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For musicians taking their first steps in recording and production, an audio interface is likely to be one of their first purchases, at a point when affordability is likely to be a major factor.
Fortunately, it’s possible to pick up a good quality, straightforward audio interface without having to flash too much cash. For this best budget audio interface guide, we’ve compiled the top options available at the very lowest end of the price spectrum.
With Amazon Prime Day on the horizon, it could be worth holding off on picking up a new budget audio interface until the Prime Day music deals start emerging. We'll be reporting on the best offers right through to Prime Day itself.
What is the best cheap audio interface?
Combining a functional, but sleek, smart design, flexible usability and including a very respectable selection of bundled software, Native Instruments’ Komplete Audio 1 is probably the best budget audio interface you can get for under $120/£100 right now. Focusrite’s Scarlett Solo is slightly more flexible than NI's offering, got an update last year, so is well worth a look too.
If price is your main consideration though, Behringer’s great value U-PHORIA UMC22 is a solid and well-equipped box that you can pick up for less than £/$40. Build quality and long-term compatibility isn’t up there with the best in this round-up, but as a rock-bottom entry point you could do a lot worse.
Having said all of the above, in all honesty there’s often very little difference between rival interfaces at this price point. If you're looking at the top half of the list, in particular, there’s really not that much in it, so if you see a great deal on one particular audio interface, we'd recommend going for it. As ever, shop around.
Best budget audio interface: buying advice
When you're looking at the most affordable audio interfaces, realistically you’re not going to find a decent interface with more than two inputs and two outputs. Unless you’re planning to spend more, the most you’re going to be able to record is two mono or one stereo input/s, and outputs will be limited to – at most – a stereo pair for studio monitors and a separate headphone output.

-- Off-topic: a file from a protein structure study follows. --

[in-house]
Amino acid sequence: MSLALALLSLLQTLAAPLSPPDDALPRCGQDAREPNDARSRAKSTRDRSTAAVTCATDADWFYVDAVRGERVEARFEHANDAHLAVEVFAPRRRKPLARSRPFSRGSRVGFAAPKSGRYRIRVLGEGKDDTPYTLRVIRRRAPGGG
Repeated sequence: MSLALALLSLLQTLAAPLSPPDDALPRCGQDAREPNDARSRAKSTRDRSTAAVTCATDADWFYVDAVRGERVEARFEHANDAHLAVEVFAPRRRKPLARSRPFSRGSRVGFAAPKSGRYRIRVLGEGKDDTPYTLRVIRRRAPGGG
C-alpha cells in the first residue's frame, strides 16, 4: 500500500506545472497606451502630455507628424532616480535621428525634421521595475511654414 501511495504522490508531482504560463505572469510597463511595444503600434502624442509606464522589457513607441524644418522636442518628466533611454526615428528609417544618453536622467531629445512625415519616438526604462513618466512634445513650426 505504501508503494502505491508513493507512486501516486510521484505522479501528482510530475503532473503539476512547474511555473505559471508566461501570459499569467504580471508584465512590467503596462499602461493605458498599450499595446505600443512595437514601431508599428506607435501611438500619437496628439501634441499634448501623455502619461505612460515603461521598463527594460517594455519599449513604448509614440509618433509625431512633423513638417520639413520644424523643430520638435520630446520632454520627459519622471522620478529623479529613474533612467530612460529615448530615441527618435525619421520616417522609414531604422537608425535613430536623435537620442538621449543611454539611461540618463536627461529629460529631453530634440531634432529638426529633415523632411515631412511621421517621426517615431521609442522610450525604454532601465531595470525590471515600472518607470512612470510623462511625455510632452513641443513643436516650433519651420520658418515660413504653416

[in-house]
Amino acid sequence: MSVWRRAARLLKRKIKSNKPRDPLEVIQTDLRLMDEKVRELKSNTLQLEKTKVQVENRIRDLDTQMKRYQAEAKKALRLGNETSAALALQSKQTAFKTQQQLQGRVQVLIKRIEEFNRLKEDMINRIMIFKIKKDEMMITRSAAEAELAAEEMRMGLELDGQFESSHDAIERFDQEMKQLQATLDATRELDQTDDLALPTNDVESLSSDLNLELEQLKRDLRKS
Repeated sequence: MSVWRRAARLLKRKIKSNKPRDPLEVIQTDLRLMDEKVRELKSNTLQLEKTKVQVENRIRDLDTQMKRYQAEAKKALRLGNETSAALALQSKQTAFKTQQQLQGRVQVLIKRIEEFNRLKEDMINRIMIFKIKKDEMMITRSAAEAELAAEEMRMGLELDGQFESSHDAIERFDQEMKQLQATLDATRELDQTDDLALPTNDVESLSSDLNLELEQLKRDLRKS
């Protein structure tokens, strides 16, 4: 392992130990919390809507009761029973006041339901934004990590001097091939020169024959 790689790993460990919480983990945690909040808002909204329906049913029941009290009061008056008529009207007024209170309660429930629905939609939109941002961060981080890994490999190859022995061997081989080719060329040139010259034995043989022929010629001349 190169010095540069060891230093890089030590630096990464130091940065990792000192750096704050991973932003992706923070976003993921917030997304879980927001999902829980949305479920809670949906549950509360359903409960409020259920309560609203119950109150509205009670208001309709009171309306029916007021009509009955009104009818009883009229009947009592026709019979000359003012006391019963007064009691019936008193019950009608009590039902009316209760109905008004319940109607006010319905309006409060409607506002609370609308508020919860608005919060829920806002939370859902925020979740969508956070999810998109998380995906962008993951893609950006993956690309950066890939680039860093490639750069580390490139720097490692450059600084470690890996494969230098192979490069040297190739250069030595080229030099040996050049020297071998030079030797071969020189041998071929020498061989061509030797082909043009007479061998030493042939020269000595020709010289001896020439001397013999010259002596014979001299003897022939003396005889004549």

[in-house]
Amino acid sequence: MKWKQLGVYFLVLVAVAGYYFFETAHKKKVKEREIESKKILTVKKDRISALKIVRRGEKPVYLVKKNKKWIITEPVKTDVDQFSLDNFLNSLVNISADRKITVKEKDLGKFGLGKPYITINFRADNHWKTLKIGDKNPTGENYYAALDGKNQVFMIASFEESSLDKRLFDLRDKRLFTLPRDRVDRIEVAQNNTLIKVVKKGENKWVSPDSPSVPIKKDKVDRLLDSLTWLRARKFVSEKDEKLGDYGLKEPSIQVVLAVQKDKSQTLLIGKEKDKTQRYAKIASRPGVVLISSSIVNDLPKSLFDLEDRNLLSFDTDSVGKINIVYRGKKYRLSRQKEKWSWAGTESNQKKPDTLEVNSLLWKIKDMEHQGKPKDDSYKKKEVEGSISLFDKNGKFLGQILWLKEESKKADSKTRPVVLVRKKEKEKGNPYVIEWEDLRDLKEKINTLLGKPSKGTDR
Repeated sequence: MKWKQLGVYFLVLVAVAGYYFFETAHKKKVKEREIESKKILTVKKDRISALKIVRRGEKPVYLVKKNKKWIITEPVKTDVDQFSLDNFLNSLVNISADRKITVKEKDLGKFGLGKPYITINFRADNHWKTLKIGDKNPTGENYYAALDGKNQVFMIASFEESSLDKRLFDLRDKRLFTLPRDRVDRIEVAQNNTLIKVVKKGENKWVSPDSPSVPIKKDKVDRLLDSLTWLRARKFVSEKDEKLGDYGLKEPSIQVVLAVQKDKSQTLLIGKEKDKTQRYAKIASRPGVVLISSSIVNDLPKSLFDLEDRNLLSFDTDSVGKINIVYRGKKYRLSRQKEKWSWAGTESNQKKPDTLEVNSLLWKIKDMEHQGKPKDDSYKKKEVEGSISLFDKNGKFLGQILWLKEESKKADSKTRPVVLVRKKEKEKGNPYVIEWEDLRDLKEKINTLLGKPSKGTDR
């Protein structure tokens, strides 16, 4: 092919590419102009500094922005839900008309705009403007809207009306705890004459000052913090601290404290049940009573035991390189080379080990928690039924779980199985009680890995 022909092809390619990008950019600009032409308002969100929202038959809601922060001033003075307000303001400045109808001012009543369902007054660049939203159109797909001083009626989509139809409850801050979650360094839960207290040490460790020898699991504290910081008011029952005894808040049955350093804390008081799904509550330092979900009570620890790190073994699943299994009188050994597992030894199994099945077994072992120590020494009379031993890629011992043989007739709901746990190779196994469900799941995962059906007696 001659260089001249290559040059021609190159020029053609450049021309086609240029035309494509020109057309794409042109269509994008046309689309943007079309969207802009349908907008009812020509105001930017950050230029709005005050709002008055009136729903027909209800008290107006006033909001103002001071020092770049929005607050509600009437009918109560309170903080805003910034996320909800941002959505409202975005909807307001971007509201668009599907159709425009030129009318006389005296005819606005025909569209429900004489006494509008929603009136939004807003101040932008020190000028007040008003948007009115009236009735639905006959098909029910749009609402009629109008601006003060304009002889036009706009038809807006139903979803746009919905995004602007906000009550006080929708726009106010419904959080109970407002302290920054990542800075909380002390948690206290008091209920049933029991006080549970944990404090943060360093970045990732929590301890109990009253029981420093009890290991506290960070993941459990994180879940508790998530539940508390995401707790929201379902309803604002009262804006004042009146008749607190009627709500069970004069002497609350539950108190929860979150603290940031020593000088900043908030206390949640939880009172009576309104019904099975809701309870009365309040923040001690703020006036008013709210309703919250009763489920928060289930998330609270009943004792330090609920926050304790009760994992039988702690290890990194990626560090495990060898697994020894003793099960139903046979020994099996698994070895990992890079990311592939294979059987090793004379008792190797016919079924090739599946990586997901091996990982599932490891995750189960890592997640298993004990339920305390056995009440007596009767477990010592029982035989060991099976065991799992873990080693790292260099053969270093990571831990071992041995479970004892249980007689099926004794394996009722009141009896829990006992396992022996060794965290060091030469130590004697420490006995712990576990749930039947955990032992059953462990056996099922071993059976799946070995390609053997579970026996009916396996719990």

What’s more important to consider is the type of ports offered. Audio interfaces will offer some variety of mic and instrument inputs, which operate at different levels and use different connection types to suit either a microphone lead or jack from a guitar, synth, drum machine, etc.
The most useful variety are ‘combo’ inputs, which can accept either lead type and will usually have a control for switching between mic and instrument levels. If you’re planning on using a mic with your interface, it’s worth checking if you need ‘phantom power’ – this is the 48v signal sent by interfaces and required by some mics.
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Every model in this best budget audio interfaces guide can be used with both Mac and PC setups, and many can also be used with Apple’s mobile iOS devices too. You will see lots of interfaces described as ‘class compliant’ which essentially means they are plug-and-pay with iPhone and iPad. Some come complete with the appropriate ‘Lightning’ connectors, while others will need Apple’s USB-to-Lightning Camera Connection Kit’ adapter.
Like many types of studio hardware, audio interfaces often come packaged with a variety of software to sweeten the deal. At this price, particularly if you’re just getting started, it’s worth paying attention to these bundles. Offerings range from lukewarm packages of ‘LE’ (often limited, entry level) versions of major applications to full versions of genuinely great synths and effects. If you’re yet to kit out your software studio, this could really help!
The best budget audio interfaces you can buy today
NI don’t have the audio interface pedigree of some of the brands in this list, with just three I/O boxes amongst their current line-up of products – including the slightly higher spec’d Komplete Audio 2. This is no sub-par imitator though. As with pretty much all recent NI gear, the Komplete Audio 1 is well designed and sturdily built, offering features ideal for bedroom producers.
It benefits from being part of NI’s Komplete ecosystem too as the free software that comes bundled here includes an excellent plugin synth and a trio of effects that are arguably worth the price of entry alone. For producers just getting started, this is an excellent value package.
Focusrite are one of the best known names when it comes to audio interfaces, and the higher-end units in their Scarlett line are favourites of many intermediate and pro level producers. Their pre-amps are highly regarded, and having one in an interface at this price makes this a great option for those looking for high quality recording on a budget.